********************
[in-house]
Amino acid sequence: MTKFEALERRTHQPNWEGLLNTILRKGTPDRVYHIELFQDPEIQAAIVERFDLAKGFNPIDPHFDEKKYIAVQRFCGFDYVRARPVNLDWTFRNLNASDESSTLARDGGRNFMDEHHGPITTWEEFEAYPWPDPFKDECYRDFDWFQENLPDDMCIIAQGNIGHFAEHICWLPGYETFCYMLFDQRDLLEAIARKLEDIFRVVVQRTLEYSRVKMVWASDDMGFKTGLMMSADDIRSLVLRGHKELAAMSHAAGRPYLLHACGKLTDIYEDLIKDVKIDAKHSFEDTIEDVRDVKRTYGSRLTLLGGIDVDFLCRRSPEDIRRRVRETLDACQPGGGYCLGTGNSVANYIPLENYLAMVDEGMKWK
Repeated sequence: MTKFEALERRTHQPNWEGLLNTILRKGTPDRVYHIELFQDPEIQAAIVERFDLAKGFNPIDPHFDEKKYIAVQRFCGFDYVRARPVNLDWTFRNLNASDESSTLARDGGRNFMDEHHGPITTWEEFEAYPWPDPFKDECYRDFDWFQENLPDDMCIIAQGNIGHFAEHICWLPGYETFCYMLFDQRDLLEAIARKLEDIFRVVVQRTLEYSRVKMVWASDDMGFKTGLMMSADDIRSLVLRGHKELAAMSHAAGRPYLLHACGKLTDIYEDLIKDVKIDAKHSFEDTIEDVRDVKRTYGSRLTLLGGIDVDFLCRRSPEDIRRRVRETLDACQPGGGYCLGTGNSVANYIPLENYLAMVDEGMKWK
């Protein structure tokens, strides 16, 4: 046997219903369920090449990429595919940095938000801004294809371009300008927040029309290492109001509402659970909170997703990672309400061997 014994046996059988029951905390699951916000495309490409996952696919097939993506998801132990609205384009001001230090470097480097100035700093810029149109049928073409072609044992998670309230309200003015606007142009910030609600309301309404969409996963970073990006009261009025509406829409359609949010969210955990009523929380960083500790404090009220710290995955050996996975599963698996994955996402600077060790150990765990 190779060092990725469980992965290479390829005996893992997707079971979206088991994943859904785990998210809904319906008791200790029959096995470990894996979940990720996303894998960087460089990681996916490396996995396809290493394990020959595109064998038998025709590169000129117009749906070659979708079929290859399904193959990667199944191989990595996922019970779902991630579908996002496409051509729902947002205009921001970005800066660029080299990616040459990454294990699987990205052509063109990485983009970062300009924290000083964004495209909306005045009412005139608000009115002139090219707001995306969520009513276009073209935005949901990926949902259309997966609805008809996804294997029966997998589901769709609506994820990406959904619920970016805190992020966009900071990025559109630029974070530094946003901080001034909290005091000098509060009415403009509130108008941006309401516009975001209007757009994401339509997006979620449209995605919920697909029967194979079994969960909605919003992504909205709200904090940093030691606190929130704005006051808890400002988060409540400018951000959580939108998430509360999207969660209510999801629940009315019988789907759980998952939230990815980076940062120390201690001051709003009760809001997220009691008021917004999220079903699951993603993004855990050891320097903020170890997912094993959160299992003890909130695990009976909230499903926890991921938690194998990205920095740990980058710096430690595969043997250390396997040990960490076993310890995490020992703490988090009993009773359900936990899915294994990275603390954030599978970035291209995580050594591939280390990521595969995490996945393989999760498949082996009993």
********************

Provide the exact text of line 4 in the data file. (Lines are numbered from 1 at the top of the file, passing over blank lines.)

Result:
């Protein structure tokens, strides 16, 4: 046997219903369920090449990429595919940095938000801004294809371009300008927040029309290492109001509402659970909170997703990672309400061997 014994046996059988029951905390699951916000495309490409996952696919097939993506998801132990609205384009001001230090470097480097100035700093810029149109049928073409072609044992998670309230309200003015606007142009910030609600309301309404969409996963970073990006009261009025509406829409359609949010969210955990009523929380960083500790404090009220710290995955050996996975599963698996994955996402600077060790150990765990 190779060092990725469980992965290479390829005996893992997707079971979206088991994943859904785990998210809904319906008791200790029959096995470990894996979940990720996303894998960087460089990681996916490396996995396809290493394990020959595109064998038998025709590169000129117009749906070659979708079929290859399904193959990667199944191989990595996922019970779902991630579908996002496409051509729902947002205009921001970005800066660029080299990616040459990454294990699987990205052509063109990485983009970062300009924290000083964004495209909306005045009412005139608000009115002139090219707001995306969520009513276009073209935005949901990926949902259309997966609805008809996804294997029966997998589901769709609506994820990406959904619920970016805190992020966009900071990025559109630029974070530094946003901080001034909290005091000098509060009415403009509130108008941006309401516009975001209007757009994401339509997006979620449209995605919920697909029967194979079994969960909605919003992504909205709200904090940093030691606190929130704005006051808890400002988060409540400018951000959580939108998430509360999207969660209510999801629940009315019988789907759980998952939230990815980076940062120390201690001051709003009760809001997220009691008021917004999220079903699951993603993004855990050891320097903020170890997912094993959160299992003890909130695990009976909230499903926890991921938690194998990205920095740990980058710096430690595969043997250390396997040990960490076993310890995490020992703490988090009993009773359900936990899915294994990275603390954030599978970035291209995580050594591939280390990521595969995490996945393989999760498949082996009993």